There are a lot of misconceptions about what psychologists do to help people. They often tend to be experts in testing and evaluating and then helping people with Cognitive Behavior Therapy or CBT, however they are rarely highly qualified counsellors. Not one Psychology degree in Australia includes any counselling units and yet most of the Counselling degrees do include usually at least 4 to 6 psychology units, which I have recently had to redo, simply because in Australia there is no recognition of prior learning for any degree over 10 years old. It was interesting to discover that nothing much in those psychology units had changed in 25 years, except for FMri scans of course, which is a big breakthrough. It was easy for me to get high distinctions, so I wasn't complaining too much, apart from when I had to memorise the DSM IV for an Abnormal Psychology exam. Now I can't forget it. Personally, I think that its time that the field of psychology branched out to include counselling under its umbrella, then we would start to see some big improvements in the mental health care available to so many people, who occasionally need help with disabling psychological symptoms, at some stage in their life without them being left labelled and demoralised with the belief that they have a life long DSM mental disorder.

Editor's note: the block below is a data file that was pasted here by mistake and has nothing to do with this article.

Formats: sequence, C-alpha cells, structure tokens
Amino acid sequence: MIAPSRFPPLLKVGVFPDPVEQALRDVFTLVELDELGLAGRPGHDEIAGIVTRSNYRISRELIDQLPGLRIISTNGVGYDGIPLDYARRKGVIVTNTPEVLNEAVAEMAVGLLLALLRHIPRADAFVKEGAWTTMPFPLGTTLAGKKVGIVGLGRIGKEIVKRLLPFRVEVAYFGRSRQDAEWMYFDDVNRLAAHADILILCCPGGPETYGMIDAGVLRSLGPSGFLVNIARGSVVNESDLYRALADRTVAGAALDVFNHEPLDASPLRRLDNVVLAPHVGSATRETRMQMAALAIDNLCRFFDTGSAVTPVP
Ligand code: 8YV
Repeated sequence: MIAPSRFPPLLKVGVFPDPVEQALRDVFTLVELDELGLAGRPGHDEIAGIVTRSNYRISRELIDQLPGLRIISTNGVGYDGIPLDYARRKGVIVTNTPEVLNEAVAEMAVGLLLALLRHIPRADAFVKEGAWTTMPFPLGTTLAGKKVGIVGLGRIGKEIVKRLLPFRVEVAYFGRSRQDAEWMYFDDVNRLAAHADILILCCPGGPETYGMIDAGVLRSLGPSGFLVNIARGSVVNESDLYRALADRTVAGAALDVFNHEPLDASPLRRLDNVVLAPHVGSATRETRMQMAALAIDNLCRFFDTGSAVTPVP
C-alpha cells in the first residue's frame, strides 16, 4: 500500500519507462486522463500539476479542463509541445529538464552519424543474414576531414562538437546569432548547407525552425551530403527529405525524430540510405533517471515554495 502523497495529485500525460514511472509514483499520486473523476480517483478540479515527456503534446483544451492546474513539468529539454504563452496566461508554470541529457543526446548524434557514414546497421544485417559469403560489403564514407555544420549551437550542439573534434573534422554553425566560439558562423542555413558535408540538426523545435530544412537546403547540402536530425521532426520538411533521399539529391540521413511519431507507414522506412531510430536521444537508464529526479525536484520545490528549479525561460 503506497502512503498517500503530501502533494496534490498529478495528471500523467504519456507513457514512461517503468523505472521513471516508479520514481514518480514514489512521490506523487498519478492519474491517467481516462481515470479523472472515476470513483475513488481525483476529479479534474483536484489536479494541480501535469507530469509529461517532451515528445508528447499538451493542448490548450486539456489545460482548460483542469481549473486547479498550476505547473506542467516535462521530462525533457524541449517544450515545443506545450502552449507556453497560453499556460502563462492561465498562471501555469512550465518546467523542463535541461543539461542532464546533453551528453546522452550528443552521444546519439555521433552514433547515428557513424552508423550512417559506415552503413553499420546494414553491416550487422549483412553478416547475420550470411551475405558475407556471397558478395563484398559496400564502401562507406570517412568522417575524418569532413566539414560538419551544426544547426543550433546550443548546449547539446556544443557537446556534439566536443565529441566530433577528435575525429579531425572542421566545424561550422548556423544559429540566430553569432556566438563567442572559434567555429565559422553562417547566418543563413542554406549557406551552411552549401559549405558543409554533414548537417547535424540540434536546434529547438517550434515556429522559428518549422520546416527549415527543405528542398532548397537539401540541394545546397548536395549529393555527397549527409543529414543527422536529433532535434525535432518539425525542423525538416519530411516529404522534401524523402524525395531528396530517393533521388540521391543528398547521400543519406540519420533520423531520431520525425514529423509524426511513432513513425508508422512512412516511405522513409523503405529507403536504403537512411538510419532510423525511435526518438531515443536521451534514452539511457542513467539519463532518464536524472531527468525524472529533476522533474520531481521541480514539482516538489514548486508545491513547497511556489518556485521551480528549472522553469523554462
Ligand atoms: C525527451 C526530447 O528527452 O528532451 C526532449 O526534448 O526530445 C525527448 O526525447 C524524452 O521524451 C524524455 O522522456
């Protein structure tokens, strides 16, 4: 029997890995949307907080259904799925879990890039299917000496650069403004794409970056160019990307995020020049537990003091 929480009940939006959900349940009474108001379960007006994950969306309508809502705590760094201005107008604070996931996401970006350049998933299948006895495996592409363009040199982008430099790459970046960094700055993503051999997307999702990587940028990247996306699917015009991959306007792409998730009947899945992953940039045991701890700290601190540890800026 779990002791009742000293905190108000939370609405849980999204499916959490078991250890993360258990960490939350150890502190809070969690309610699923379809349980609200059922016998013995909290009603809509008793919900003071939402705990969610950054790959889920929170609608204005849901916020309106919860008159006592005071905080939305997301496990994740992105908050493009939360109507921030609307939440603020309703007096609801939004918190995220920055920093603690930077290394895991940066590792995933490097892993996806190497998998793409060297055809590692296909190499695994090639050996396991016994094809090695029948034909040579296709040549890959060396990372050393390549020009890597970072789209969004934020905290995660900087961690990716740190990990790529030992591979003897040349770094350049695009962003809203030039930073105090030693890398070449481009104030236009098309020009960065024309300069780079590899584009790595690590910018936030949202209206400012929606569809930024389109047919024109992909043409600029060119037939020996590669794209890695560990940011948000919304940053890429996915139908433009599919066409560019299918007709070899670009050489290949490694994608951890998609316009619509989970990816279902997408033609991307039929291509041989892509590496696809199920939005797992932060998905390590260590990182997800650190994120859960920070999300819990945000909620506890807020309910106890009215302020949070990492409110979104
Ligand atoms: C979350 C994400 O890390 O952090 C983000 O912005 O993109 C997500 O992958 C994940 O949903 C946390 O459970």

My latest forum article 'Australian Researchers Discover Potential Blue Green Algae Cause & Treatment of Motor Neuron Disease (MND)&(ALS)' Parkinsons's and Alzheimer's can be found at http://www.science20.com/forums/medicine